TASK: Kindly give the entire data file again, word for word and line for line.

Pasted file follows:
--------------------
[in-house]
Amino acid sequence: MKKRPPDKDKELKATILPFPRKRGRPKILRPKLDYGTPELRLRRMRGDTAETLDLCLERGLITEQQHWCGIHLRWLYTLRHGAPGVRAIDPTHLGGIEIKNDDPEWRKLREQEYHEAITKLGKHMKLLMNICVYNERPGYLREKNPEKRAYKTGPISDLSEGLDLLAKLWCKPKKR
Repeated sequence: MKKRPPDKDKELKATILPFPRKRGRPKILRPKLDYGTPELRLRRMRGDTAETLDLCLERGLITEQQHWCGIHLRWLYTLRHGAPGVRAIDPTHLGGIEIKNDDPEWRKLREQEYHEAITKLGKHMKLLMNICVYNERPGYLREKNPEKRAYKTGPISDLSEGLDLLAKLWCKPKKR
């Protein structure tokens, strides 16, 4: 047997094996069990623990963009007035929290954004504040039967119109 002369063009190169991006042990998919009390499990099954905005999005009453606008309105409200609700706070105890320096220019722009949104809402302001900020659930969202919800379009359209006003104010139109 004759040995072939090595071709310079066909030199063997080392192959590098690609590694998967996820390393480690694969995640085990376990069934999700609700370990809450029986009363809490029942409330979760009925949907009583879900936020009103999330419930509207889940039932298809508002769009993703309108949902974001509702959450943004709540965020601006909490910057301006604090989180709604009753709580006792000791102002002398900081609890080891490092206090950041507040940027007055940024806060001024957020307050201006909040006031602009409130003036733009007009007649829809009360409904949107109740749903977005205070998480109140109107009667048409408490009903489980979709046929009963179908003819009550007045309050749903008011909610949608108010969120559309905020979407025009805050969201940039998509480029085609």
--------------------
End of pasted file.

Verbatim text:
[in-house]
Amino acid sequence: MKKRPPDKDKELKATILPFPRKRGRPKILRPKLDYGTPELRLRRMRGDTAETLDLCLERGLITEQQHWCGIHLRWLYTLRHGAPGVRAIDPTHLGGIEIKNDDPEWRKLREQEYHEAITKLGKHMKLLMNICVYNERPGYLREKNPEKRAYKTGPISDLSEGLDLLAKLWCKPKKR
Repeated sequence: MKKRPPDKDKELKATILPFPRKRGRPKILRPKLDYGTPELRLRRMRGDTAETLDLCLERGLITEQQHWCGIHLRWLYTLRHGAPGVRAIDPTHLGGIEIKNDDPEWRKLREQEYHEAITKLGKHMKLLMNICVYNERPGYLREKNPEKRAYKTGPISDLSEGLDLLAKLWCKPKKR
């Protein structure tokens, strides 16, 4: 047997094996069990623990963009007035929290954004504040039967119109 002369063009190169991006042990998919009390499990099954905005999005009453606008309105409200609700706070105890320096220019722009949104809402302001900020659930969202919800379009359209006003104010139109 004759040995072939090595071709310079066909030199063997080392192959590098690609590694998967996820390393480690694969995640085990376990069934999700609700370990809450029986009363809490029942409330979760009925949907009583879900936020009103999330419930509207889940039932298809508002769009993703309108949902974001509702959450943004709540965020601006909490910057301006604090989180709604009753709580006792000791102002002398900081609890080891490092206090950041507040940027007055940024806060001024957020307050201006909040006031602009409130003036733009007009007649829809009360409904949107109740749903977005205070998480109140109107009667048409408490009903489980979709046929009963179908003819009550007045309050749903008011909610949608108010969120559309905020979407025009805050969201940039998509480029085609």